Some things just naturally go together: coffee and cream, boys and girls, cowboys and Indians, ham and eggs, salt and pepper. But say "Islam," and nobody thinks "women's rights." The U.S. Department of Interior is trying to change that, and taxpayers are paying for it. An hour's drive southwest of Syracuse, N.Y., the Women's Rights National Historic Park in Seneca Falls is the latest Obama administration venue for promoting "the religion of peace."
With 401 national parks and historic sites maintained by the National Park Service, the Women's Rights National Historic Park probably isn't at the top of the must-see list for vacationers who have yet to experience Yosemite, Yellowstone or the Grand Canyon. Anyone who drops by expecting to see the focus on the Suffragettes and the ratification of the 19th Amendment will be sorely disappointed.
The park's online website offers five videos to guide visitors through the exhibits. There's one about the role of black women in the Suffragette movement, one about lesbians and transgendered women, and three about Islam in the United States. The Islam story is told by groups of students from the AnNur Islamic School in Schenectady, N.Y. An intern from the park visited the school to record the student narrative. "People think that Islam oppresses women and there's no equality," says one student, identified only as Khadiza. "But they're wrong. There's equity." This may be passionate evangelism, but it's not much at history.
Another young woman, Alaa, says: "Islam gave women a whole bunch of rights that Western women acquired later in the 19th and 20th centuries, and we've had these rights since the 7th century A.D. and it's just not acknowledged worldwide."
The National Park Service insists that no tax dollars were used to produce the videos, that they were paid for by Friends of Women's Rights National Historic Park, a nonprofit group. If so, that much is good. But the hosting and promoting at the Women's Rights National Historic Park is paid for by the U.S. government. Given the way that litigious atheists invoke the First Amendment's Establishment Clause — "Congress shall make no law respecting an establishment of religion" — to uproot war memorial crosses, ban Bible readings and throw rocks every time someone says a simple "God bless you" on public property, it's not clear why the government should be promoting Islam.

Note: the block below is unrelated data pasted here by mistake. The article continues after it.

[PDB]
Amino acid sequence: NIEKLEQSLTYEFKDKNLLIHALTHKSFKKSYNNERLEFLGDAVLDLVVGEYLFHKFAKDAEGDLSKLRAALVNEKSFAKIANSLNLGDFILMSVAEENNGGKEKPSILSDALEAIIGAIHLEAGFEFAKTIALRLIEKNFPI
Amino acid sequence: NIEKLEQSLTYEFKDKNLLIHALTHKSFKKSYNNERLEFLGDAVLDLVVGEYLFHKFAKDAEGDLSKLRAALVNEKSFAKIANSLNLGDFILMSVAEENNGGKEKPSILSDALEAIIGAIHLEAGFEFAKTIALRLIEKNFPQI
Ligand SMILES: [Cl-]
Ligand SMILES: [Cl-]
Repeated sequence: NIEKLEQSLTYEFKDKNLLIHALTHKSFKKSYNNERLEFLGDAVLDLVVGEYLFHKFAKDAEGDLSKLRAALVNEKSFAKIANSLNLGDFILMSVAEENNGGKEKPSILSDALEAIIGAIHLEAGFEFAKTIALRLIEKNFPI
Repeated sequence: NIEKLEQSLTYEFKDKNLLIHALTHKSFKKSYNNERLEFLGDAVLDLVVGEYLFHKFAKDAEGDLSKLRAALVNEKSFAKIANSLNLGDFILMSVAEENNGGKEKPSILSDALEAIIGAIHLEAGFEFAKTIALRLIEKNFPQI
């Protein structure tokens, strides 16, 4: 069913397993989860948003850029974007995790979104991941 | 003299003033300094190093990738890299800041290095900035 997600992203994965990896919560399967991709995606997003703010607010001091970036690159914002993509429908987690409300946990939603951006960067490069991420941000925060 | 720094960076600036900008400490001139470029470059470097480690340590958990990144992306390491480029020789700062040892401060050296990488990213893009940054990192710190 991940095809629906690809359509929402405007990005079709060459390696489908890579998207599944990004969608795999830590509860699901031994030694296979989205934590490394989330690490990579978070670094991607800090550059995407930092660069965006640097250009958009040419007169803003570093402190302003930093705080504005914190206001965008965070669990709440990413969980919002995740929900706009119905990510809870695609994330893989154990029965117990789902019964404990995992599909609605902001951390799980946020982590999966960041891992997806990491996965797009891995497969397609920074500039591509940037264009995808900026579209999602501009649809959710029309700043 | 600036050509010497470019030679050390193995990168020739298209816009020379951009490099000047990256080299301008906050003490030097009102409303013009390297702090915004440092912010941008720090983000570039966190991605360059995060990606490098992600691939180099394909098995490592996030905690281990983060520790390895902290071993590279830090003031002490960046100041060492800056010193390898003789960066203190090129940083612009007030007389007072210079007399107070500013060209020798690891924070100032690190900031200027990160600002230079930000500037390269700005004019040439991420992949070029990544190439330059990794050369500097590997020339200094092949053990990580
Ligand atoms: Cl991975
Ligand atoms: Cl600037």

National Park Service spokesman Mike Litterst tells Fox News that the videos are "part of the park's ongoing effort to share the story of the women's rights movement and that the fight for human and civil rights — including the right to freedom of worship — are struggles that continue to this day." Mr. Litterst wouldn't say whether the Park Service has produced videos "to share the story" of Christianity and Judaism. (We'll take a wild guess and say that it hasn't.)
The Interior Department isn't acting alone. In 2010, NASA Administrator Charles F. Bolden Jr. told the al Jazeera network that President Obama personally challenged him to use the space agency to explore American-Islamic relations. "He wanted me to find a way to reach out to the Muslim world and engage much more with dominantly Muslim nations to help them feel good about their historic contribution to science and engineering." But we'll say that it's not the role of the U.S. government to make foreign governments, even Islamic governments, "feel good" about themselves — particularly when many of those governments should feel very bad, indeed, about themselves and their treatment of women.